There is one notable exception to the above. What should Sally do when she obtains a commitment letter that is still subject to a satisfactory appraisal, but the appraisal has not yet been conducted or approved by the bank? In such a case, the typical real estate contract states that a commitment letter subject to an appraisal is not a “Commitment Letter” as defined in the contract unless and until the appraisal condition is satisfied. The first goal would be to make sure the appraisal is satisfied before sending the Commitment Letter as part of the board package. However, there are times that the broker will want to submit the board package quickly, for example to make the next board meeting deadline, and so they would prefer to submit the commitment letter with the appraisal condition. In such a case, the buyer may decide to submit the commitment letter even though it is still subject to an appraisal, but the buyer should state that it is a preliminary commitment letter with their right to cancel still intact under the standard commitment letter contingency clause.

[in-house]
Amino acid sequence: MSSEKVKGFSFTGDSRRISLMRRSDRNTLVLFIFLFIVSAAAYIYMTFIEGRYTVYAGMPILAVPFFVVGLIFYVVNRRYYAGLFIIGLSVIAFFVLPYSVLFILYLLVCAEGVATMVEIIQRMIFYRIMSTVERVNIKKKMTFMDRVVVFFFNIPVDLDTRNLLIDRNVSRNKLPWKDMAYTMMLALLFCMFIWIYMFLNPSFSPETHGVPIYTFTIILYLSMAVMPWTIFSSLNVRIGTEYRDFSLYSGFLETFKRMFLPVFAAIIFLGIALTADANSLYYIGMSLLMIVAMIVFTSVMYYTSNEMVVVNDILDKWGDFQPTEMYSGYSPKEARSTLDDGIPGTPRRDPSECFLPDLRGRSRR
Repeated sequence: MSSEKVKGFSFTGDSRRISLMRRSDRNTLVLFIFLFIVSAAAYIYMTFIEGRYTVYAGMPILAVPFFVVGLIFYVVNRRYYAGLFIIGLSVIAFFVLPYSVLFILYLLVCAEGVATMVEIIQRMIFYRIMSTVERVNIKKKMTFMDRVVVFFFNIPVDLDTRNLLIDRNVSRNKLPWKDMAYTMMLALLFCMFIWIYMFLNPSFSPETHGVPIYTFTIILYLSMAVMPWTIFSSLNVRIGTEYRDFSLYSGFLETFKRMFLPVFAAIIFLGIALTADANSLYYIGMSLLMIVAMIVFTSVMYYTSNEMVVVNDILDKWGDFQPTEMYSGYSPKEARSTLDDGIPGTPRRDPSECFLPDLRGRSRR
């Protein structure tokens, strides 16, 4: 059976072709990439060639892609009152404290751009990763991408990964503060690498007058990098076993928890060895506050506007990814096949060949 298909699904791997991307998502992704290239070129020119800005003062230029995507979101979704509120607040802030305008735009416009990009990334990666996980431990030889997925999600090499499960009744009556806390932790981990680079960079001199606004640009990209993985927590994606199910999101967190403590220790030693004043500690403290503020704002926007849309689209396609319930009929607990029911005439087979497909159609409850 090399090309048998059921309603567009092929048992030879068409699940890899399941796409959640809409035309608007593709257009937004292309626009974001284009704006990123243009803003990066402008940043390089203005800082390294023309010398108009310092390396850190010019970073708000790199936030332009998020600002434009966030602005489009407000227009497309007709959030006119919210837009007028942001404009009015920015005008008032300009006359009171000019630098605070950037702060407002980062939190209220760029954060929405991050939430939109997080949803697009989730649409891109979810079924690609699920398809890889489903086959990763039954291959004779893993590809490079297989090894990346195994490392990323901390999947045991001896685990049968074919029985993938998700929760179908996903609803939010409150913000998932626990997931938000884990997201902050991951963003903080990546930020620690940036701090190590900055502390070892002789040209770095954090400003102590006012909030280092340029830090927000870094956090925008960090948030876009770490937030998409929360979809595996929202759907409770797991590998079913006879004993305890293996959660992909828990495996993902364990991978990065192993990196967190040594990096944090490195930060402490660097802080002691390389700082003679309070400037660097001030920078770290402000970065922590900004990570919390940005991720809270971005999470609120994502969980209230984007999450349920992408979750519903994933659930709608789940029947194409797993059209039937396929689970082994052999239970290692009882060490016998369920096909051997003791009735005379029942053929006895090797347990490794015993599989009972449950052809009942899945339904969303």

One final note on deadline extensions: buyers should take note that in the world of contract law, there is a difference between a deadline where a buyer is given a right of action and a deadline where a buyer has no such right. For example, take the case where a buyer with a finance contingency has done her best to cooperate with the bank to obtain a commitment letter, but through no fault of her own, the bank is unable to issue the commitment letter prior to the typical thirty-day deadline. In such a case, the buyer would potentially have the right to cancel the contract. Given that right, there is a possibility that a buyer could request from the seller an extension of that deadline rather exercising the right of cancellation. This wielding of the implied power to cancel often results in the seller granting an extension.